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The impact of skill acquistion on choice of occupation and destination for migrant youths in Malawi

Author(s): 
Tony Mwenda Kamninga
Martin Phangaphanga, PhD
Winford Masanjala, PhD
Theme: 
Youth jobs, skills and entrepreneurship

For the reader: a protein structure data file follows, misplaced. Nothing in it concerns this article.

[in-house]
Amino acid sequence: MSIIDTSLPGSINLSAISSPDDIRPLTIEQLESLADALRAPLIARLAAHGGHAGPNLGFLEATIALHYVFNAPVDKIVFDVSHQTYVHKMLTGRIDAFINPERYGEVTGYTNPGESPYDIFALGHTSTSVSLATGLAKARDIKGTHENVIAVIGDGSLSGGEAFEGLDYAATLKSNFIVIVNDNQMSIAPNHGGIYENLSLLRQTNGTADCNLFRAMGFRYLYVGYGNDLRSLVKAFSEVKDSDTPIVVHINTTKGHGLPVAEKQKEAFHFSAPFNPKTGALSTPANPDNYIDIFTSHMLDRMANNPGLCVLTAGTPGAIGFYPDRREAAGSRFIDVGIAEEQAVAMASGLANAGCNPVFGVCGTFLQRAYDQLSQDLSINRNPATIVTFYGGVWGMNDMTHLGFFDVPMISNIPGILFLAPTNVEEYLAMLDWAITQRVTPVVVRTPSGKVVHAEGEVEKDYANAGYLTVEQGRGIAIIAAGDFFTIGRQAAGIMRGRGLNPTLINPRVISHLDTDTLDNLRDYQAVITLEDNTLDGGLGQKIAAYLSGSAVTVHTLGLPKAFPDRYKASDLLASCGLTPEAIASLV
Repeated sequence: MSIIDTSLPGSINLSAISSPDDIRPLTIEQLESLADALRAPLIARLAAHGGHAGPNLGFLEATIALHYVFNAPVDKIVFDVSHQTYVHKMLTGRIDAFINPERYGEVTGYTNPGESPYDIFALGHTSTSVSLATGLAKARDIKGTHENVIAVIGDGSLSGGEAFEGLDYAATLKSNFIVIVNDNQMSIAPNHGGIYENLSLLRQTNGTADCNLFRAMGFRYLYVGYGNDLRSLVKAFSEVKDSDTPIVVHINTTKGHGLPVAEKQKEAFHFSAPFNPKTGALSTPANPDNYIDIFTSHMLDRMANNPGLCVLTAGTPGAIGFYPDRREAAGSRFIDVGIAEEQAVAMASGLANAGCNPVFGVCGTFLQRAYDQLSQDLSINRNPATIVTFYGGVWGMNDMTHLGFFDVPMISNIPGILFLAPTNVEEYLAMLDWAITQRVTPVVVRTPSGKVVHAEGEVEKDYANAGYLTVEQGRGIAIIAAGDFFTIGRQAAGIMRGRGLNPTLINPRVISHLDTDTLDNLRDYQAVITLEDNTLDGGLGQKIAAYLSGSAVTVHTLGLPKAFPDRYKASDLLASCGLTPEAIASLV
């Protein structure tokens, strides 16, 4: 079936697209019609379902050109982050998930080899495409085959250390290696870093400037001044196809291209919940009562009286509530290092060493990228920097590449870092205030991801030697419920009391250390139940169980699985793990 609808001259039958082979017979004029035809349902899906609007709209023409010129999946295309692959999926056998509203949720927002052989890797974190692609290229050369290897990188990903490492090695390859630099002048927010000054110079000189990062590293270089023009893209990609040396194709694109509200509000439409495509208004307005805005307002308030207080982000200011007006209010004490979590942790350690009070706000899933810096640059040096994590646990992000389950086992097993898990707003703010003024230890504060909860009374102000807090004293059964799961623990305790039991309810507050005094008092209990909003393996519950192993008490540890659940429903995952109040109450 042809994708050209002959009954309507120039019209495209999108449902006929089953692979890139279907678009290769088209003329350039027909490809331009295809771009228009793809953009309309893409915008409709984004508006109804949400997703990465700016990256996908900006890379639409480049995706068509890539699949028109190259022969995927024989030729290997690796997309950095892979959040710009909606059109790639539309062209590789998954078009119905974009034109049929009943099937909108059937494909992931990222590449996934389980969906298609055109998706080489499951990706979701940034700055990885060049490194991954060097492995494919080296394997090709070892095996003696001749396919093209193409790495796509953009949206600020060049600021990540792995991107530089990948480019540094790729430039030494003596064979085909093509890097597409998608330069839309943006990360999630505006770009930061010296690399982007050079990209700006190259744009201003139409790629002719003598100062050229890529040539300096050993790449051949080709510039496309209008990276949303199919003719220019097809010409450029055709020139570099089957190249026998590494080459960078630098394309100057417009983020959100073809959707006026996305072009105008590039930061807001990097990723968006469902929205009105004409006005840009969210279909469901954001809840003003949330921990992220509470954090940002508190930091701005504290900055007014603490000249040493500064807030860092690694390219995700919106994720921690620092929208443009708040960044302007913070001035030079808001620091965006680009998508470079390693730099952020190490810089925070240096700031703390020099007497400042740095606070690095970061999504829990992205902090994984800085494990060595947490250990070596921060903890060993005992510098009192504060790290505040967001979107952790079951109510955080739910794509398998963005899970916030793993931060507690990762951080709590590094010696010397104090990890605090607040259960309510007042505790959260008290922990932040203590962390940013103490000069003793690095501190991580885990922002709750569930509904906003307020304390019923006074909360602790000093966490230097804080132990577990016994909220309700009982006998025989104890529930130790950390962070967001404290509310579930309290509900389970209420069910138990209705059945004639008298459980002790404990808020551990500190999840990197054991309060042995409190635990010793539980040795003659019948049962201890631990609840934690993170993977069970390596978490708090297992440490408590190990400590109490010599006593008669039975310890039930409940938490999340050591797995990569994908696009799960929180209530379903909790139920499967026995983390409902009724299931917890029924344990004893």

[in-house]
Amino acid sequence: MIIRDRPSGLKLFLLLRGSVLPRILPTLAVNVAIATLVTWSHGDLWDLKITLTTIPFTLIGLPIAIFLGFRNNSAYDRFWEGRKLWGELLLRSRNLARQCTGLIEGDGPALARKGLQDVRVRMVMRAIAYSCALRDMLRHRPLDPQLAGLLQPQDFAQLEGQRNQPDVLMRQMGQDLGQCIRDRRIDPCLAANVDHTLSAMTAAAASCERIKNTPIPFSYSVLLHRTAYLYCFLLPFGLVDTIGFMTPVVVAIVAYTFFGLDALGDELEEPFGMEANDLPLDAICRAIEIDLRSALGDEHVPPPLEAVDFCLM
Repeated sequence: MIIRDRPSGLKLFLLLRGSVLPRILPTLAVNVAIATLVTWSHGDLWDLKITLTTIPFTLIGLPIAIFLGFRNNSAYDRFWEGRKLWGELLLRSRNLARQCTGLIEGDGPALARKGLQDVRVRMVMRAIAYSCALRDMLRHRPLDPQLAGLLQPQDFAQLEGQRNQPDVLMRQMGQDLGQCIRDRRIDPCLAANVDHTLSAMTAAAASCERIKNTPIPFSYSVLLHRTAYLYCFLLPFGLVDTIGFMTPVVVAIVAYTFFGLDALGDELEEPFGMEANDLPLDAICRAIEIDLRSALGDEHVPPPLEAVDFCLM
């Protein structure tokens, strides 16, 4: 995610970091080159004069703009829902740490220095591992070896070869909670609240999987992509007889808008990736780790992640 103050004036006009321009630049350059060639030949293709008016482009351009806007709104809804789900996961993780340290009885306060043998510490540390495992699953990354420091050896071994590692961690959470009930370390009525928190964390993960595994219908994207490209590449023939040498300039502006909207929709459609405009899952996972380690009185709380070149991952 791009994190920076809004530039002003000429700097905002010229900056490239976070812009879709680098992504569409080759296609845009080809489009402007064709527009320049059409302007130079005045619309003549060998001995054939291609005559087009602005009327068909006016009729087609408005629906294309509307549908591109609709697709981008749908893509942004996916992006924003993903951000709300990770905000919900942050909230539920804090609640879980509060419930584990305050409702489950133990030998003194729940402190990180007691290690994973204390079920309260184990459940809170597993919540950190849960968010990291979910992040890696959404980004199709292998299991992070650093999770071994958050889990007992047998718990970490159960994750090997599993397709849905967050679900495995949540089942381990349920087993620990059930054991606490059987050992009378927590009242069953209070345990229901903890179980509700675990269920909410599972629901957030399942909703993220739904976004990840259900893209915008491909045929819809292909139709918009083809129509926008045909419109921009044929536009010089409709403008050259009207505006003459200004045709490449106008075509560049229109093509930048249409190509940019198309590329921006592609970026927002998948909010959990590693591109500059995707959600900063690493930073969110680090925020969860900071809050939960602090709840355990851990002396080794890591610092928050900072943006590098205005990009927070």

The study examines the impact of skill acquisition on choice of destination and occupation for migrant youth in urban Malawi. This study uses primary data collected using a semi-structured questionnaire under the Youth, Employment and Migration for East and Southern Africa (YEMESA) project. Drawing from multinomial logit and Probit models, the study finds that having technical skills and belonging to social groupings do not have a statistical significant effect on being an entrepreneur but they increase the conditional probability of being employed for wage. Therefore, evidence from this study does not support the premise that- in a rural developing economy like Malawi, technical ability can propel entrepreneurship due to convex returns to skills. Rather other factors; for instance unavailability of startup capital remain prohibitive. The study also shows that acquiring skills before migration and perceived entrepreneurial opportunities are significant correlates in the migrant’s decision to migrate to administrative but not commercial cities. Finally, the study also ascertains the role of information, expectations, family and social connections in the decision to migrate as well as to integrate in urban areas.